Is anyone out there still unaware of Years & Years? That the London trio have managed to become so popular in such a short space of time is an enviable success story for a modern indie band, but to be fair their output deserves recognition. Take Shelter was definitely a breakthrough – for Years & Years as a band, and for all those forgotten louche calypso beats all over the world.
While everyone was (quite rightly) getting high on the Tove Lo school of hedonism, good old Alison Wonderland was doing the same on Cold, and in a similarly banging way. “Now it’s just me and this Grey Goose,” she sings before descending into a lust-filled escapade and remaining wholly indifferent throughout. Our kind of girl, and definitely our kind of song.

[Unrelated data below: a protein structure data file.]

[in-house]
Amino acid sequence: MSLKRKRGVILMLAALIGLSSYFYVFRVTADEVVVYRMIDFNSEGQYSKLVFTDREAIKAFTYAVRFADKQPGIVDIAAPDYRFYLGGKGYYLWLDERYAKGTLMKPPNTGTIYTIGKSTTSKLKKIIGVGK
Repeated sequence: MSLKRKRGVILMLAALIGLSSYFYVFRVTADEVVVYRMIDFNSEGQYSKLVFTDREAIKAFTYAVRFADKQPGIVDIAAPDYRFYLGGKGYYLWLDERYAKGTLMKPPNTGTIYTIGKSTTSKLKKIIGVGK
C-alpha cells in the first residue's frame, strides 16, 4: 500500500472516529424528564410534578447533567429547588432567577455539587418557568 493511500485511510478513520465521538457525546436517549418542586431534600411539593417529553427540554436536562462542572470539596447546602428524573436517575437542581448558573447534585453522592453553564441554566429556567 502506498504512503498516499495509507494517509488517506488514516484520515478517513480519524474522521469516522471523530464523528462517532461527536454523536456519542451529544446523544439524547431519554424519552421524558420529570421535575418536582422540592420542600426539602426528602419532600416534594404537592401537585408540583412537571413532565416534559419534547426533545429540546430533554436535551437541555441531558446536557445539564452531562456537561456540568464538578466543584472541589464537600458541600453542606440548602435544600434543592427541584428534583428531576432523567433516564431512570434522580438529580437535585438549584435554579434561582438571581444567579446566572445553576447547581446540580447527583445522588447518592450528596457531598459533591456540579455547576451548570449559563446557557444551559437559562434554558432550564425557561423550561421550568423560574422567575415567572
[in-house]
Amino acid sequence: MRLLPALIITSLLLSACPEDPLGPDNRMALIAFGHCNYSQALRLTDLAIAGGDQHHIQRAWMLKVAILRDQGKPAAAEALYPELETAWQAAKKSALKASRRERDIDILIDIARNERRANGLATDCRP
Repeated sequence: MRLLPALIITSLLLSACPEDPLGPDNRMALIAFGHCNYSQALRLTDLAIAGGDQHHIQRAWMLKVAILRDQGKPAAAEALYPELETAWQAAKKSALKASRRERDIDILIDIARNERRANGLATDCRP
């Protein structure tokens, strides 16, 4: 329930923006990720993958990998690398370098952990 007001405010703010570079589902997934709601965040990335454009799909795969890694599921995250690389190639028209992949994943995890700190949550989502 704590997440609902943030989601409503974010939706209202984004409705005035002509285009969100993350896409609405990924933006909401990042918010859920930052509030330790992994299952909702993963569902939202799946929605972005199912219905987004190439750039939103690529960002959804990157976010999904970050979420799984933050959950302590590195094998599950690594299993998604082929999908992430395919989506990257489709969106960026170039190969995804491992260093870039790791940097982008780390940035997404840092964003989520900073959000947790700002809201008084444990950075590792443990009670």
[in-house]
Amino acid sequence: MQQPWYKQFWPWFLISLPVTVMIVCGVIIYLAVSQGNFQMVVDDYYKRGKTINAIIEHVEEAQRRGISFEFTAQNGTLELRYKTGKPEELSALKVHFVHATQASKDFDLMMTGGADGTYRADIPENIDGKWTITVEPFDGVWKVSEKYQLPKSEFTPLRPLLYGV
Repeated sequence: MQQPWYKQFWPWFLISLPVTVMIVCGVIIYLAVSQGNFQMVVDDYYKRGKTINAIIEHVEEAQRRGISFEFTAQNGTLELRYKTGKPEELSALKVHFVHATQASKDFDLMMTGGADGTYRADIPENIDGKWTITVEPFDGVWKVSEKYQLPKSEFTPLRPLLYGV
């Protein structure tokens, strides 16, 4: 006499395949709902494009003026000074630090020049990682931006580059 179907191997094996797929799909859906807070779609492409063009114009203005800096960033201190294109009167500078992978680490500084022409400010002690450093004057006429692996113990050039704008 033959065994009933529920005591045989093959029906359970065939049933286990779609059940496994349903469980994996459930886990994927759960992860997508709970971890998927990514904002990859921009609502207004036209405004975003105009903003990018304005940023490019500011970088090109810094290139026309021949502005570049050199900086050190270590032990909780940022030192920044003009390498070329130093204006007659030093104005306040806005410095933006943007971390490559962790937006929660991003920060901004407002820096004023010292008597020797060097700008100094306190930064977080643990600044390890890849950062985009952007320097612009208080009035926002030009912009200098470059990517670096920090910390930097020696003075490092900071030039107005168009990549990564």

30. Chris Malinchak – Stranger (feat. Mikky Ekko)
While actual Michael Jackson turned out an album from beyond the grave and also decided to perform as a hologram, his legacy also lived on from a surprising quarter: pop’s most overrated newcomer, Mikky Ekko. Jumping onto the funkiest of Chris Malinchak‘s beats, the first response you’re bound to have toward Stranger is a double take to check it really isn’t the King of Pop.
Kate Boy have been burgeoning with promise for so long, and a rather hefty portion of that was delivered in one song. Self Control is a tremendous example of what modern synth-driven pop can sound like – pounding, robotic beats, and a chorus (plus post-chorus) that will very much cause you to lose your shit. Can’t really ask for more now, can you?
If last year had Kelela, this year has Tink. We’re talking about pushing the boundaries of traditional R&B into something dark, mature, intelligent – Ashanti this ain’t. Men is her hookup with DJ Dahi (thank God there’s no Mustard on this beat, ho) as Tink opines about the opposite sex: “Talk to me but mentally, I wanna feel that chemistry.”
27. Kitty – 285